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Sweet Briar College’s decision to shut its doors has put a spotlight on the decline of women’s colleges. As the New York Times reports, over the past 50 years, the number of U.S. colleges admitting only women has dropped from 230 to 46. Schools like Sweet Briar, where “pearls are still in fashion and men must have escorts” may seem particularly outdated.

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Even 80 years ago, some observers saw separate schools for women as unnecessary. In 1937, Wellesley College President Mildred H. McAfee apparently felt compelled to defend the colleges against critics who called them “obsolescent.”

McAfee writes that the schools came about in the late 19th century, time when few American “really believed that women could stand the effects of higher education.” In her telling, early women’s colleges served two purposes. They gave young women a chance to gain the same kinds of education as their brothers without having to spend much of their time and energy fighting the prejudice they would have faced at male-dominated institutions. At the same time, they provided a proving-ground in which college administrators, professors, and students could demonstrate that women could flourish intellectually while remaining healthy and ladylike.

McAfee notes that observers in her day might think the colleges overemphasized traditional propriety, but she writes that this attitude was a sensible way of “safeguarding the whole enterprise from captious critics lying in wait to find evidence that learning is a dangerous thing to feminine virtue and charm.”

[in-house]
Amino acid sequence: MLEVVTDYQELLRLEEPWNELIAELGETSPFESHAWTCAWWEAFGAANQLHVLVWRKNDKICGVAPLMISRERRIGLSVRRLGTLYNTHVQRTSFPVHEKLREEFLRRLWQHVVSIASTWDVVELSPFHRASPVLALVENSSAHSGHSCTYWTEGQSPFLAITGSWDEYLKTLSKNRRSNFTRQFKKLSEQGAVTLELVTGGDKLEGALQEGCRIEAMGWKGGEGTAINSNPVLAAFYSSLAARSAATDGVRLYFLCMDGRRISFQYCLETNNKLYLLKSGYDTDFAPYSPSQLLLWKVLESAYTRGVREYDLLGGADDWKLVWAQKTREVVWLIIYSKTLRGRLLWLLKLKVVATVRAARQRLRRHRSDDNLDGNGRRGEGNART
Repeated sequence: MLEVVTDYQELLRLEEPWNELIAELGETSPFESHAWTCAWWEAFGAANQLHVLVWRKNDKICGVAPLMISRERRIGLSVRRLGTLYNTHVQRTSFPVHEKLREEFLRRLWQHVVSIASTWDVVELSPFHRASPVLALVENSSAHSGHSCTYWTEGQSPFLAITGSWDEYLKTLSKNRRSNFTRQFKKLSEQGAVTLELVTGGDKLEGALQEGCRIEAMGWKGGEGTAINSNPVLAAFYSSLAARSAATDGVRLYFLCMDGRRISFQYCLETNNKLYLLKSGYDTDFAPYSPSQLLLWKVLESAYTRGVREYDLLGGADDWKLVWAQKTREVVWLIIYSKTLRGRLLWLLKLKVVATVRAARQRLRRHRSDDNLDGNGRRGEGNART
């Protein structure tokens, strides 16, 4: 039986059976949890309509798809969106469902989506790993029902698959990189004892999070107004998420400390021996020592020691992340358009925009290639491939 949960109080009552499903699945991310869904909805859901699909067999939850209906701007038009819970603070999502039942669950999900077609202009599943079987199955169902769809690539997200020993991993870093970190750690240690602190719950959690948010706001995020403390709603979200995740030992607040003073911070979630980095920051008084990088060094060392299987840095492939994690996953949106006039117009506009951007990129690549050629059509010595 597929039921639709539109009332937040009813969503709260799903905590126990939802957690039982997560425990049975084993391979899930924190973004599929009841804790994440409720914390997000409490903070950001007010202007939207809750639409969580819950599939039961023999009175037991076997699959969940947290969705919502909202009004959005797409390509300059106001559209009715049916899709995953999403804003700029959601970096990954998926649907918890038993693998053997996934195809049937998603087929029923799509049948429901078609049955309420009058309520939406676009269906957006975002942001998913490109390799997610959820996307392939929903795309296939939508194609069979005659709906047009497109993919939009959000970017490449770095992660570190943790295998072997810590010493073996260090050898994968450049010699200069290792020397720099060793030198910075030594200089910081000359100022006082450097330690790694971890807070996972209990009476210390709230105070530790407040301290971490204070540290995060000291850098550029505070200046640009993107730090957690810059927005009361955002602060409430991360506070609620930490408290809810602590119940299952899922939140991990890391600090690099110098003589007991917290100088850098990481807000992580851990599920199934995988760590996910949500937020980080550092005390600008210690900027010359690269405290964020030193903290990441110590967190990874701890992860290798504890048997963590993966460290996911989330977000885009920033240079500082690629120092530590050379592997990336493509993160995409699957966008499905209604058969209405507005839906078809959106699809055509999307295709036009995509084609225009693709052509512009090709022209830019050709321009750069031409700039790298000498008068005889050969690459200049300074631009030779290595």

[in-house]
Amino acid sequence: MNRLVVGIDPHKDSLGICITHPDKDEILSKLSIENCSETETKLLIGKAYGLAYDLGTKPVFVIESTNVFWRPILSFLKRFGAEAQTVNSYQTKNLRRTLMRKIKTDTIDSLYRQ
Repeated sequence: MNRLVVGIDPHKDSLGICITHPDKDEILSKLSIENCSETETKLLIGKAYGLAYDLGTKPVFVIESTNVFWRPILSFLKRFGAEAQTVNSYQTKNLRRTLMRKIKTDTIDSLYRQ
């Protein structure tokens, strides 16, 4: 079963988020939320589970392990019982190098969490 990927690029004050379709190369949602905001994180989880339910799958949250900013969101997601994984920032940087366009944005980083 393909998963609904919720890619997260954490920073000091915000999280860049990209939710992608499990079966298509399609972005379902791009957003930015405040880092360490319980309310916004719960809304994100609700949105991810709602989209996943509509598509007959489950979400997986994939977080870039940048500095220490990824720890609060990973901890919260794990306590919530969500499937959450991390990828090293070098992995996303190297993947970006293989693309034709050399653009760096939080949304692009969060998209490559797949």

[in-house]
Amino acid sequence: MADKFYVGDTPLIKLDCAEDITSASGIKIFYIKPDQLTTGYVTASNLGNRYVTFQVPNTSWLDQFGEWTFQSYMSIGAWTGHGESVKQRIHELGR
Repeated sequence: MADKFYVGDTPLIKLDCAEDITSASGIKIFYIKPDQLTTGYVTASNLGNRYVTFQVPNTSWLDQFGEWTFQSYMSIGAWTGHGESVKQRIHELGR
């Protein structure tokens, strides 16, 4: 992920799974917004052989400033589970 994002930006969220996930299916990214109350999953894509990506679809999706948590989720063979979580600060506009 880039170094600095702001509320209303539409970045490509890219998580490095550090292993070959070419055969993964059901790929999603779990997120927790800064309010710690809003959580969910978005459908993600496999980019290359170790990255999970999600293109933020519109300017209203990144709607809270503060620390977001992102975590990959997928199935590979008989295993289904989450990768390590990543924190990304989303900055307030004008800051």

By the 1930s, though, McAfee writes that the schools like Wellesley offered two major selling points. One was that they offered professional opportunities for women, who were often unable to find teaching or administrative opportunities at coed schools. The more important one, though, was that, by virtue of focusing on elite women—”a group which in the American scene has been traditionally free from economic responsibilities”—the women’s colleges had not had to consider education for practical career goals and had been able to become excellent liberal arts schools.

“It is not because they are women’s colleges that they attract students from all over the land, but it is because they are colleges where students can find the opportunity for a genuine liberal education,” McAfee wrote.

Eventually, of course, many women’s colleges found they could take even advantage of their reputation for good liberal arts programs by opening their doors to men as well. This would probably not have surprised McAfee, who acknowledged that “this strange phenomenon of institutions of higher education designed exclusively for women will probably amuse our descendants, who will wonder why education which concerns human life should have been the function of one group concerned with human life masculine and of another concerned with human life feminine.”



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American Journal of Sociology, Vol. 43, No. 1 (Jul., 1937), pp. 16-22
The University of Chicago Press